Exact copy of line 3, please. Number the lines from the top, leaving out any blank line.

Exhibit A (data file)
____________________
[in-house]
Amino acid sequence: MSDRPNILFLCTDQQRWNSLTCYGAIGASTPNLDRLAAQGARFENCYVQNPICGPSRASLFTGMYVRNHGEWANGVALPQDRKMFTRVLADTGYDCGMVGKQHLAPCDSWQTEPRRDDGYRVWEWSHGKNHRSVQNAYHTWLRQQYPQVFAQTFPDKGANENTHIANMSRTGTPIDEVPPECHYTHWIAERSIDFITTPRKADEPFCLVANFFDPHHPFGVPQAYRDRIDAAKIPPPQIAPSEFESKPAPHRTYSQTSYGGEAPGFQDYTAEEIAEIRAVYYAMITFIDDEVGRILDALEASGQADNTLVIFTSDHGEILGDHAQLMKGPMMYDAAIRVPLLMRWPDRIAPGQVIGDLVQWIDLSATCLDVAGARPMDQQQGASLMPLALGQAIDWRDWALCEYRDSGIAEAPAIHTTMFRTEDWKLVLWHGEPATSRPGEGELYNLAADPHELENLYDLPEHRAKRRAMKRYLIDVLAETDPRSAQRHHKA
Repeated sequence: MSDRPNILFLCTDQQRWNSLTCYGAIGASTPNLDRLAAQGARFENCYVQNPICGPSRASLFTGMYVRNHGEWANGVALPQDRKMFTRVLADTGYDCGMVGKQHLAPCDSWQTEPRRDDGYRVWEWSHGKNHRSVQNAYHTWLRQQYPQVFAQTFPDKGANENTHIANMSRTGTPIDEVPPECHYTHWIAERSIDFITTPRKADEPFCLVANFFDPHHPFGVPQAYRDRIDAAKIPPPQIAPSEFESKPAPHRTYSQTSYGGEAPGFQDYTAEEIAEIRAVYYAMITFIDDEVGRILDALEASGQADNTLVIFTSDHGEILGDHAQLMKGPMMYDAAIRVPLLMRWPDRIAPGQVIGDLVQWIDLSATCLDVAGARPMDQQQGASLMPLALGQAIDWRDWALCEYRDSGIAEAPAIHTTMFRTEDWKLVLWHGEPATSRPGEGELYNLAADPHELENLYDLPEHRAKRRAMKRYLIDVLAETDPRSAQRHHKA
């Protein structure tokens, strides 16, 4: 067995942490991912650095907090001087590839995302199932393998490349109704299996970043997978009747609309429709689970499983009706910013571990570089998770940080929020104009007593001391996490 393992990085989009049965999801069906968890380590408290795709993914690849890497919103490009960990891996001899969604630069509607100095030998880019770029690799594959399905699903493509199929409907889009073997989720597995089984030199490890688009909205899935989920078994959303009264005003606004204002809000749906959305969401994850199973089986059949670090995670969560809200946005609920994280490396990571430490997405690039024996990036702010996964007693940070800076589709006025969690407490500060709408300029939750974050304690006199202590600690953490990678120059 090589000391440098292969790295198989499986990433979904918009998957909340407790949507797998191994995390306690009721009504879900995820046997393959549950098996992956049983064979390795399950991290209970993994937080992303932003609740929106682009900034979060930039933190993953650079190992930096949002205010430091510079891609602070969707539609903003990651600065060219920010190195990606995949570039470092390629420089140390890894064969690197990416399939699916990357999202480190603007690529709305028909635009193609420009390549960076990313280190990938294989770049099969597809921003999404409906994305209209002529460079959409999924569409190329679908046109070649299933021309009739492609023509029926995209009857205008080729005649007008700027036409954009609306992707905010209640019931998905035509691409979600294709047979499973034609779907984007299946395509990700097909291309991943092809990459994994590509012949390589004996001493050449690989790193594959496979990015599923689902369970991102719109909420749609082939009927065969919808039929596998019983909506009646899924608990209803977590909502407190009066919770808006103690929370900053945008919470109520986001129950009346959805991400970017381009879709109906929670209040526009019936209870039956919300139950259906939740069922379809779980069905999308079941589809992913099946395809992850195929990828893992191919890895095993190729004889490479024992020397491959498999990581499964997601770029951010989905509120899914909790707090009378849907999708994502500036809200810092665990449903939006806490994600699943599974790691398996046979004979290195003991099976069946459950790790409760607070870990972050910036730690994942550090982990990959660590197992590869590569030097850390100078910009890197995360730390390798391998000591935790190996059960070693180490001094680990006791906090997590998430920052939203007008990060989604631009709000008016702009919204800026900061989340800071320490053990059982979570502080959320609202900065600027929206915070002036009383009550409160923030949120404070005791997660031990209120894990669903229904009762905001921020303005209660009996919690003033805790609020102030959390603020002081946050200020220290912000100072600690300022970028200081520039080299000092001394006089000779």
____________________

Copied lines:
Repeated sequence: MSDRPNILFLCTDQQRWNSLTCYGAIGASTPNLDRLAAQGARFENCYVQNPICGPSRASLFTGMYVRNHGEWANGVALPQDRKMFTRVLADTGYDCGMVGKQHLAPCDSWQTEPRRDDGYRVWEWSHGKNHRSVQNAYHTWLRQQYPQVFAQTFPDKGANENTHIANMSRTGTPIDEVPPECHYTHWIAERSIDFITTPRKADEPFCLVANFFDPHHPFGVPQAYRDRIDAAKIPPPQIAPSEFESKPAPHRTYSQTSYGGEAPGFQDYTAEEIAEIRAVYYAMITFIDDEVGRILDALEASGQADNTLVIFTSDHGEILGDHAQLMKGPMMYDAAIRVPLLMRWPDRIAPGQVIGDLVQWIDLSATCLDVAGARPMDQQQGASLMPLALGQAIDWRDWALCEYRDSGIAEAPAIHTTMFRTEDWKLVLWHGEPATSRPGEGELYNLAADPHELENLYDLPEHRAKRRAMKRYLIDVLAETDPRSAQRHHKA